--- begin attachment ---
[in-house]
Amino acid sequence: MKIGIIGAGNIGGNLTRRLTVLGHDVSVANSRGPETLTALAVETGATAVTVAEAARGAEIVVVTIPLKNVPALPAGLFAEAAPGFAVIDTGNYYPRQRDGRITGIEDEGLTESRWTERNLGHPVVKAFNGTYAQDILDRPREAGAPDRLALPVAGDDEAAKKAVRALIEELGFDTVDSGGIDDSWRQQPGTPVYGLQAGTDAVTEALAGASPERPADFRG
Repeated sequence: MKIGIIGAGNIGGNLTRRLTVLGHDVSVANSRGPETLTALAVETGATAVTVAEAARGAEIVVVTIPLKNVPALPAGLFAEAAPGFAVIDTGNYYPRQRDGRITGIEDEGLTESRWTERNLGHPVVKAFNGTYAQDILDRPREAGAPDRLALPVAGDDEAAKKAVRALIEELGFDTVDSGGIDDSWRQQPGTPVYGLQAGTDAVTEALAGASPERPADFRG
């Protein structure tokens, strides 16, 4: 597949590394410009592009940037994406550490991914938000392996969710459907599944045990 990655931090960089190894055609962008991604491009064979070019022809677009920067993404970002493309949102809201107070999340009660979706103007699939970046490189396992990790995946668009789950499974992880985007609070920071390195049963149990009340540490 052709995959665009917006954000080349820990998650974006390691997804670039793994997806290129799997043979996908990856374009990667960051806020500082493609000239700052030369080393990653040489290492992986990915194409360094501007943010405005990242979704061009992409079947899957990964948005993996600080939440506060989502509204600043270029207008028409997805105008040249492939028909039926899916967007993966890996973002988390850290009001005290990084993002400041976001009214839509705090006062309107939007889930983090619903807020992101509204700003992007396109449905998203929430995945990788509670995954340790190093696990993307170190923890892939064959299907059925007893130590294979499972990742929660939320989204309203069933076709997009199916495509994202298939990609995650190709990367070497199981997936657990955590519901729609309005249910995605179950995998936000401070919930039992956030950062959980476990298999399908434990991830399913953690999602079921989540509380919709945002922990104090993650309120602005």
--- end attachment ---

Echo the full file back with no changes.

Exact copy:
[in-house]
Amino acid sequence: MKIGIIGAGNIGGNLTRRLTVLGHDVSVANSRGPETLTALAVETGATAVTVAEAARGAEIVVVTIPLKNVPALPAGLFAEAAPGFAVIDTGNYYPRQRDGRITGIEDEGLTESRWTERNLGHPVVKAFNGTYAQDILDRPREAGAPDRLALPVAGDDEAAKKAVRALIEELGFDTVDSGGIDDSWRQQPGTPVYGLQAGTDAVTEALAGASPERPADFRG
Repeated sequence: MKIGIIGAGNIGGNLTRRLTVLGHDVSVANSRGPETLTALAVETGATAVTVAEAARGAEIVVVTIPLKNVPALPAGLFAEAAPGFAVIDTGNYYPRQRDGRITGIEDEGLTESRWTERNLGHPVVKAFNGTYAQDILDRPREAGAPDRLALPVAGDDEAAKKAVRALIEELGFDTVDSGGIDDSWRQQPGTPVYGLQAGTDAVTEALAGASPERPADFRG
């Protein structure tokens, strides 16, 4: 597949590394410009592009940037994406550490991914938000392996969710459907599944045990 990655931090960089190894055609962008991604491009064979070019022809677009920067993404970002493309949102809201107070999340009660979706103007699939970046490189396992990790995946668009789950499974992880985007609070920071390195049963149990009340540490 052709995959665009917006954000080349820990998650974006390691997804670039793994997806290129799997043979996908990856374009990667960051806020500082493609000239700052030369080393990653040489290492992986990915194409360094501007943010405005990242979704061009992409079947899957990964948005993996600080939440506060989502509204600043270029207008028409997805105008040249492939028909039926899916967007993966890996973002988390850290009001005290990084993002400041976001009214839509705090006062309107939007889930983090619903807020992101509204700003992007396109449905998203929430995945990788509670995954340790190093696990993307170190923890892939064959299907059925007893130590294979499972990742929660939320989204309203069933076709997009199916495509994202298939990609995650190709990367070497199981997936657990955590519901729609309005249910995605179950995998936000401070919930039992956030950062959980476990298999399908434990991830399913953690999602079921989540509380919709945002922990104090993650309120602005």